This, however, is not making progress with my story. Miss Cathy rejected the peace-offering of the terrier, and demanded her own dogs, Charlie and Phoenix. They came limping and hanging their heads; and we set out for home, sadly out of sorts, every one of us. I could not wring from my little lady how she had spent the day; except that, as I supposed, the goal of her pilgrimage was Penistone Crags; and she arrived without adventure to the gate of the farm-house, when Hareton happened to issue forth, attended by some canine followers, who attacked her train. They had a smart battle, before their owners could separate them: that formed an introduction. Catherine told Hareton who she was, and where she was going; and asked him to show her the way: finally, beguiling him to accompany her. He opened the mysteries of the Fairy Cave, and twenty other queer places. But, being in disgrace, I was not favoured with a description of the interesting objects she saw. I could gather, however, that her guide had been a favourite till she hurt his feelings by addressing him as a servant; and Heathcliff’s housekeeper hurt hers by calling him her cousin. Then the language he had held to her rankled in her heart; she who was always ‘love,’ and ‘darling,’ and ‘queen,’ and ‘angel,’ with everybody at the Grange, to be insulted so shockingly by a stranger! She did not comprehend it; and hard work I had to obtain a promise that she would not lay the grievance before her father. I explained how he objected to the whole household at the Heights, and how sorry he would be to find she had been there; but I insisted most on the fact, that if she revealed my negligence of his orders, he would perhaps be so angry that I should have to leave; and Cathy couldn’t bear that prospect: she pledged her word, and kept it for my sake. After all, she was a sweet little girl.
A letter, edged with black, announced the day of my master’s return. Isabella was dead; and he wrote to bid me get mourning for his daughter, and arrange a room, and other accommodations, for his youthful nephew. Catherine ran wild with joy at the idea of welcoming her father back; and indulged most sanguine anticipations of the innumerable excellencies of her ‘real’ cousin. The evening of their expected arrival came. Since early morning she had been busy ordering her own small affairs; and now attired in her new black frock—poor thing! her aunt’s death impressed her with no definite sorrow—she obliged me, by constant worrying, to walk with her down through the grounds to meet them.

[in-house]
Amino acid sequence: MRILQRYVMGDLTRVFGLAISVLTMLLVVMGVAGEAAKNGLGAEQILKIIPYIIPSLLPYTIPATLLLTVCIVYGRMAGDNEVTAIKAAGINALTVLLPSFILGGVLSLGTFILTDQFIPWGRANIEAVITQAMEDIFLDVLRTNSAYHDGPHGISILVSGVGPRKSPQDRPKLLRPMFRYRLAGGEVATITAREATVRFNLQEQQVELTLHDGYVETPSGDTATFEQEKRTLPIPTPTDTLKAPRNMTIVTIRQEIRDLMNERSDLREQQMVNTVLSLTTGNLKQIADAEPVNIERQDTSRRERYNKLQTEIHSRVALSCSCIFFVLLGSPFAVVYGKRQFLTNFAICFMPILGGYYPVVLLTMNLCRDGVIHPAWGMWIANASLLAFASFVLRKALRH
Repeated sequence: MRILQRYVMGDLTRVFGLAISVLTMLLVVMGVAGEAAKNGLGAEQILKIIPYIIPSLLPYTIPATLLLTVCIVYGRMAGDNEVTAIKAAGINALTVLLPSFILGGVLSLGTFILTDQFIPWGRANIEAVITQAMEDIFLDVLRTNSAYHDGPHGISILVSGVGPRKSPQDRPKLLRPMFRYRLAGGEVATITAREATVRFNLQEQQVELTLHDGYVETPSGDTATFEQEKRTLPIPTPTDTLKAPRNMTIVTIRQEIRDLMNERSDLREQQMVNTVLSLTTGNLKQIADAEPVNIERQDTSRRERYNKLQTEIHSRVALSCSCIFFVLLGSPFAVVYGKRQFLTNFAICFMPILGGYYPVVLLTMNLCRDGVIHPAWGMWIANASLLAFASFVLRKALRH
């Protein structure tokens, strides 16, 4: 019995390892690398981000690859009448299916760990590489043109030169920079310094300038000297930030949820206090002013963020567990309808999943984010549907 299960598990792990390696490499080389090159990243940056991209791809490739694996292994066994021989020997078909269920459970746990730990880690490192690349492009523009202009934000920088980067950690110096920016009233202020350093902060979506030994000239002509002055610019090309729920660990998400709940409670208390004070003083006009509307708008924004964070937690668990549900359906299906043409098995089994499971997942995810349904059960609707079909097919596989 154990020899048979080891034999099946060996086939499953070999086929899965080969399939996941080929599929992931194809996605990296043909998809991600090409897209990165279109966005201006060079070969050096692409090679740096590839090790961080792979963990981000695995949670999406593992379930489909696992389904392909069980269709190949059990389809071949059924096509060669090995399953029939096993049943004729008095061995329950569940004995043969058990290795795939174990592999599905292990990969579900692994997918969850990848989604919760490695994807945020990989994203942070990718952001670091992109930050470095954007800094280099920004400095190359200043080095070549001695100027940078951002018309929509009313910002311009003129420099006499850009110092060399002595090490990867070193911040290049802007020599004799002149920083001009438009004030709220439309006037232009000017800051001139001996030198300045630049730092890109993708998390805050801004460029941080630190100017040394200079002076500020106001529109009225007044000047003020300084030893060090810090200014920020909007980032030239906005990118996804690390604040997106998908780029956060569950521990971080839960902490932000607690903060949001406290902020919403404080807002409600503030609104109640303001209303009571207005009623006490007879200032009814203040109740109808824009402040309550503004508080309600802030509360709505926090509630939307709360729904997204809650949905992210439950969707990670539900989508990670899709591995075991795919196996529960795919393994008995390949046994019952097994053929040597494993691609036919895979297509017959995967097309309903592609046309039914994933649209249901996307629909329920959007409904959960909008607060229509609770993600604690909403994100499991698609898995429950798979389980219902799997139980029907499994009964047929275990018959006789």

‘Linton is just six months younger than I am,’ she chattered, as we strolled leisurely over the swells and hollows of mossy turf, under shadow of the trees. ‘How delightful it will be to have him for a playfellow! Aunt Isabella sent papa a beautiful lock of his hair; it was lighter than mine—more flaxen, and quite as fine. I have it carefully preserved in a little glass box; and I’ve often thought what a pleasure it would be to see its owner. Oh! I am happy—and papa, dear, dear papa! Come, Ellen, let us run! come, run.’
She ran, and returned and ran again, many times before my sober footsteps reached the gate, and then she seated herself on the grassy bank beside the path, and tried to wait patiently; but that was impossible: she couldn’t be still a minute.